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Keeping up with the latest digital technology without proper data-security measures is akin to leaving the doors open while you give your home a makeover. Organizations need to protect their information assets, and digital technology implementations should not bypass or compromise an organization's information security (infosec).
Indeed, every company needs to prioritize infosec strategy. This is easy to say, hard to do, as shown by the phenomenon of shadow IT -- the proliferation of locally sourced IT systems without enterprise governance oversight. The demise of the once globally recognized Nortel is another powerful symbol of both the challenge and need for strong data-security measures.
For almost a decade, Chinese hackers used passwords stolen from top Nortel executives to download technical papers, research reports, business plans and other information. The progressive loss of intellectual property combined with an increasingly competitive market sealed Nortel's fate. Perhaps the most illustrative lesson from the Nortel example is how after initially learning of the cyberattacks, executives treated the matter lightly.
Don't make the same mistake. A digital-security strategy is critical to your company's health, even if the threats happen to be less dramatic than those that felled Nortel. To that end, here are six foundations for building a resilient, robust and effective capability for information and digital asset protection.
1. Recognize that information security is not just the CIO's job.
The role of the CIO is important. The CIO should work to enable information-asset-protection capabilities that are business relevant, effective and efficient, and constantly tested and refined. However, expecting your CIO to take care of enterprise-wide infosec on behalf of the organization is inadequate in today's increasingly complex and interconnected digital world.
Takeaway: Effective infosec and digital-asset protection relies on effective collaboration across the organization. Adopting a multidisciplinary approach is critical.
2. Treat -- and protect -- data and information as business assets.
You and other business leaders in your company likely recognize the business value of the structured data held within your transactional systems -- such as ERP or CRM. However, many fail to recognize the value of unstructured data that is typically held in spreadsheets, databases, ad-hoc data extracts and Word documents. This is a mistake. Word documents, spreadsheets or databases containing board meeting minutes, strategic investment plans and forecasts, product design data, or sensitive client proposals can all do damage to the organization's reputation and prospects if made available to competitors. The resulting loss of competitive advantage or brand damage could -- as Nortel found out -- lead to the organization's demise.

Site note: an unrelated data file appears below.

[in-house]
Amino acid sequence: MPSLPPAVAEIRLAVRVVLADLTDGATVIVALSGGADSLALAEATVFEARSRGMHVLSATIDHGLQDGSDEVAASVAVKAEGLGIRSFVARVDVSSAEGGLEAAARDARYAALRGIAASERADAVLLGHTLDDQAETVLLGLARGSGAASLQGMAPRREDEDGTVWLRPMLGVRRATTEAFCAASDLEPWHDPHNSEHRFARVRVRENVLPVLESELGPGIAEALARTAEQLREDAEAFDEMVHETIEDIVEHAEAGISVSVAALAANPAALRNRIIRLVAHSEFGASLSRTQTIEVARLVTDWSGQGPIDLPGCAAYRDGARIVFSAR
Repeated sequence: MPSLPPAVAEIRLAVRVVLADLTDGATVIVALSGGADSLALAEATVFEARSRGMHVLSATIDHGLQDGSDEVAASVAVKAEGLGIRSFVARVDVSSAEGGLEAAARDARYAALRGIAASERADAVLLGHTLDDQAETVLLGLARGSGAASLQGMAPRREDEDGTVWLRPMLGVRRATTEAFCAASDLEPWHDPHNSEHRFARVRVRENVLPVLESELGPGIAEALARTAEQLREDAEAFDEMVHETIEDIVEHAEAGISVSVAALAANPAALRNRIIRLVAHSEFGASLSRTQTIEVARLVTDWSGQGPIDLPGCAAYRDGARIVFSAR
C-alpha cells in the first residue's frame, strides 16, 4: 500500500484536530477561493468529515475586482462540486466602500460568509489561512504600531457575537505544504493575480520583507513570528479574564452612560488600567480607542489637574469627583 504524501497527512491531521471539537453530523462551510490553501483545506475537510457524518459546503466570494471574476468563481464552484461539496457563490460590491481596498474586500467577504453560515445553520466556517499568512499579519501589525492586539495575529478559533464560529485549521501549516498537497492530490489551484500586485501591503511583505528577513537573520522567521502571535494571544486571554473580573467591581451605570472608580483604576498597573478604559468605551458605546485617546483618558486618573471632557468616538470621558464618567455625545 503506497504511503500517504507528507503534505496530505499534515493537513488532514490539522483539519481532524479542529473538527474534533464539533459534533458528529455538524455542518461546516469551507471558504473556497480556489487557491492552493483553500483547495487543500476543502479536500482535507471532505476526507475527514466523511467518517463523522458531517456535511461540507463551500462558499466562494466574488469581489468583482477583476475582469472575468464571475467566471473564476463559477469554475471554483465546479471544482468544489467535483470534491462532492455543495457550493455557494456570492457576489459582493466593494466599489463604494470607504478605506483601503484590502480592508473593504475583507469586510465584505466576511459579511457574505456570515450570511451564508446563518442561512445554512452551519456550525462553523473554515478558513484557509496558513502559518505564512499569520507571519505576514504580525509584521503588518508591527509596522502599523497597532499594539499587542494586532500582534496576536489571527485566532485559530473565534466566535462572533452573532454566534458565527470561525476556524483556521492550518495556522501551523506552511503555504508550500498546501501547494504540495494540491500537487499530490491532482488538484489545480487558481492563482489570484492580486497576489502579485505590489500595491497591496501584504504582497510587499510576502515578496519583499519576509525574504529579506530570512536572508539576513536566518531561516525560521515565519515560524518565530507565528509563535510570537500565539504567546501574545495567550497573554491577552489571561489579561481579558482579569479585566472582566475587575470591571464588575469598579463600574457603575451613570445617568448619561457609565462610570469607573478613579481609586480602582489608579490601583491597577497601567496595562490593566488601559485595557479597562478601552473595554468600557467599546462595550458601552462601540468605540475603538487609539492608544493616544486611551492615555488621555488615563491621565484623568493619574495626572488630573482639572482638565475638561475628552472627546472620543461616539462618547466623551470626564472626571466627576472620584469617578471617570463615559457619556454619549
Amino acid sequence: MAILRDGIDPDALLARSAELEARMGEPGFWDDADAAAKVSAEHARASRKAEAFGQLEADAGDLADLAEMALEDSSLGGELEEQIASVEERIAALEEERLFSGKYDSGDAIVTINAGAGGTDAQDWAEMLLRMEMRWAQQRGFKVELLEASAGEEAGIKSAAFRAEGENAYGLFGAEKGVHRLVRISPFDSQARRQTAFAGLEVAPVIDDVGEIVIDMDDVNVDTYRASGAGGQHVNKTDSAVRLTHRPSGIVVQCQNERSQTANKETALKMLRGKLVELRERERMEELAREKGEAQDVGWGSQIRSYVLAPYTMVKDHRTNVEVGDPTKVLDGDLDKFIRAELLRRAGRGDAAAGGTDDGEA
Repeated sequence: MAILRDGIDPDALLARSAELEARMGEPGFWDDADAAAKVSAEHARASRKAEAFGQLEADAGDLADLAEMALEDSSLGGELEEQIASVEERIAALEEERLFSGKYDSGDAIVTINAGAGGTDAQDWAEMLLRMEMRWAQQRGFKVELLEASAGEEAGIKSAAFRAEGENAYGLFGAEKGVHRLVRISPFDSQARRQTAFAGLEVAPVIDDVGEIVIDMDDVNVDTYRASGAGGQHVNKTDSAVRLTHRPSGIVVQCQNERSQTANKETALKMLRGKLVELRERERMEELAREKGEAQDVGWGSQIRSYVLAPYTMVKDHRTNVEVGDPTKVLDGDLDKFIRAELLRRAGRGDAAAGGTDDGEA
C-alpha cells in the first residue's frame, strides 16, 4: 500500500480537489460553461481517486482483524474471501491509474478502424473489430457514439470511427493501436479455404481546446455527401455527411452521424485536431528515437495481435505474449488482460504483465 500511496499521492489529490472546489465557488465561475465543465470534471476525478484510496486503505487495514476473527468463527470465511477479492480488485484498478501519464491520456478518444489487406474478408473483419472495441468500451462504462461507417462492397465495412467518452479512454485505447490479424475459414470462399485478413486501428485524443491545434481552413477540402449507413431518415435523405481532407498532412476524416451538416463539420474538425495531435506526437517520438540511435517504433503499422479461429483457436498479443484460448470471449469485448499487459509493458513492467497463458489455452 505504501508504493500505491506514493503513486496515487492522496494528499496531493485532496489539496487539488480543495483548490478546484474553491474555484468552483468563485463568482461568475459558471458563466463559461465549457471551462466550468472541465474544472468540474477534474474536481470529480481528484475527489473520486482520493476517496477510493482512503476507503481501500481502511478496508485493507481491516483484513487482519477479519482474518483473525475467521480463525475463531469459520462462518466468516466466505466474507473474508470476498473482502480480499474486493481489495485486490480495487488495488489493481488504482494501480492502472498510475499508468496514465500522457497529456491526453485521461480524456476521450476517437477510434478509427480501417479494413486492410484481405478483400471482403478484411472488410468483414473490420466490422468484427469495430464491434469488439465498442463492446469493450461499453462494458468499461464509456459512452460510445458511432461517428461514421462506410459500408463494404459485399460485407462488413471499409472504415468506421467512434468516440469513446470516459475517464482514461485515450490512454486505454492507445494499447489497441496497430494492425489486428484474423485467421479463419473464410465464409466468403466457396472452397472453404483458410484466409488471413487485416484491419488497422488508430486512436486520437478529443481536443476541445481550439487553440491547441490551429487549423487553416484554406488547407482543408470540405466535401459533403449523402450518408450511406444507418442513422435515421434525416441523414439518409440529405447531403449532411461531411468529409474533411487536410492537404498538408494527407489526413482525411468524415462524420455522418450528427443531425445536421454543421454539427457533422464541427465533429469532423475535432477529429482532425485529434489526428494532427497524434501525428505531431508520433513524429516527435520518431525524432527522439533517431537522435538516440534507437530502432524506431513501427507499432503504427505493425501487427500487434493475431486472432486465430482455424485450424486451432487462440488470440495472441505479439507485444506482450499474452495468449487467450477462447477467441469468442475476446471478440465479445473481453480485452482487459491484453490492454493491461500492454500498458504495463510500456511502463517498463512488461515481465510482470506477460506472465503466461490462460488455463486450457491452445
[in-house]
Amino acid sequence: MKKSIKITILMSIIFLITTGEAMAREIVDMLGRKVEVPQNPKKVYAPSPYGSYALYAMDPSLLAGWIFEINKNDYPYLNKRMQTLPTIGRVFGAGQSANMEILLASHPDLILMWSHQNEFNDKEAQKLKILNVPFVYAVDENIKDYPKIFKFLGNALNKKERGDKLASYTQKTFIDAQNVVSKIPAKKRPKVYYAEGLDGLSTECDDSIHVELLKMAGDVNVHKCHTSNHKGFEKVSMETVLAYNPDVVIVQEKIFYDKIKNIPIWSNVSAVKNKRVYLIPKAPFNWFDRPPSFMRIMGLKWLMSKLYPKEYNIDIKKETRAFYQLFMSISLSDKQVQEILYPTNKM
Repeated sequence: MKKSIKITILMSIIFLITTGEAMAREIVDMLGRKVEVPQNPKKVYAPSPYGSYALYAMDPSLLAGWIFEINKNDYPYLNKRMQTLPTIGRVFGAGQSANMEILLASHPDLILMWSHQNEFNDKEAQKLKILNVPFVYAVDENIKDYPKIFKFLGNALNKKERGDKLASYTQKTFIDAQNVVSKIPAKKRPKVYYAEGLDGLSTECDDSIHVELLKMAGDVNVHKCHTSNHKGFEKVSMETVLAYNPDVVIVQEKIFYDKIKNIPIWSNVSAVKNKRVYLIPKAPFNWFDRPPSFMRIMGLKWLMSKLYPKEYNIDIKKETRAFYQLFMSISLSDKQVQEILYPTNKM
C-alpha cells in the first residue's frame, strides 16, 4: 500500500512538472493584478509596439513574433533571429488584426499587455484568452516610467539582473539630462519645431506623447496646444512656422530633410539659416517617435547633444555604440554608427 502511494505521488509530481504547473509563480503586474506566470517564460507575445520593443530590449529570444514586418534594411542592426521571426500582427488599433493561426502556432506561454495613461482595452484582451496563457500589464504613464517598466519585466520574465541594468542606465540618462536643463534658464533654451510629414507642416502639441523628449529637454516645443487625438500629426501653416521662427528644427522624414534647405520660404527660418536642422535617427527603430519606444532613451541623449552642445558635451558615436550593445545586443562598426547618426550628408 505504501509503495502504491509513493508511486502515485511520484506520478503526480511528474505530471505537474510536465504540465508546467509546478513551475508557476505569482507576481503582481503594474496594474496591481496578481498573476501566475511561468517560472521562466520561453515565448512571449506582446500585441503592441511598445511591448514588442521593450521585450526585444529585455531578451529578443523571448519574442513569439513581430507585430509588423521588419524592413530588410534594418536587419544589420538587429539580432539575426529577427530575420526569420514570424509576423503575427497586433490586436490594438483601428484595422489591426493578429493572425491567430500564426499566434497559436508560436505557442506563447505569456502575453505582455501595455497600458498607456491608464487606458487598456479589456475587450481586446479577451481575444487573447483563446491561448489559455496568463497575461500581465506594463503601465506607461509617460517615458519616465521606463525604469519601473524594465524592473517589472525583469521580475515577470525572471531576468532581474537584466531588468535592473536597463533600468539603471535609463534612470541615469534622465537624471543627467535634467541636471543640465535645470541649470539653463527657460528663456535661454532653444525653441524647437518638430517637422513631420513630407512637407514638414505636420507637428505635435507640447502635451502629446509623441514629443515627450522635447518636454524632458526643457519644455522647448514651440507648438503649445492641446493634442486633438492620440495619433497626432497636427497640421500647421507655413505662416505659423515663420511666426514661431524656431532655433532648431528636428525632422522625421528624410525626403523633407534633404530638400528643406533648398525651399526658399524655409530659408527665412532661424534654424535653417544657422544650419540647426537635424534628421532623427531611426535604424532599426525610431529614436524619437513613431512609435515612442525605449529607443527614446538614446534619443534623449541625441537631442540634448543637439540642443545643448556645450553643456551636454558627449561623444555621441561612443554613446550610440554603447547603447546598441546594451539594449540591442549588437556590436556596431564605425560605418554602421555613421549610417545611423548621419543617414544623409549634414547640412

Takeaway: Treat important digital assets as you would important tangible assets. Define their financial or strategic value, and protect them with strong data-security measures. These should receive proper change management so as to be seen as a valuable necessity and not an imposition. Engender and maintain a vibrant infosec-aware culture, and do not leave it up to the IT team to "take care of."
3. Protect important data on removable media and mobile devices.
The ability to store prodigious amounts of data on tiny memory cards, portable hard disks, mobile devices and memory sticks is a real risk to organizations in a number of ways. The ability to rapidly access large volumes of data from portable devices without authorization is a well-known risk associated with removable media. Think WikiLeaks. The accidental loss of a removable storage device containing sensitive information is a real possibility as these small devices can be easily lost or misplaced.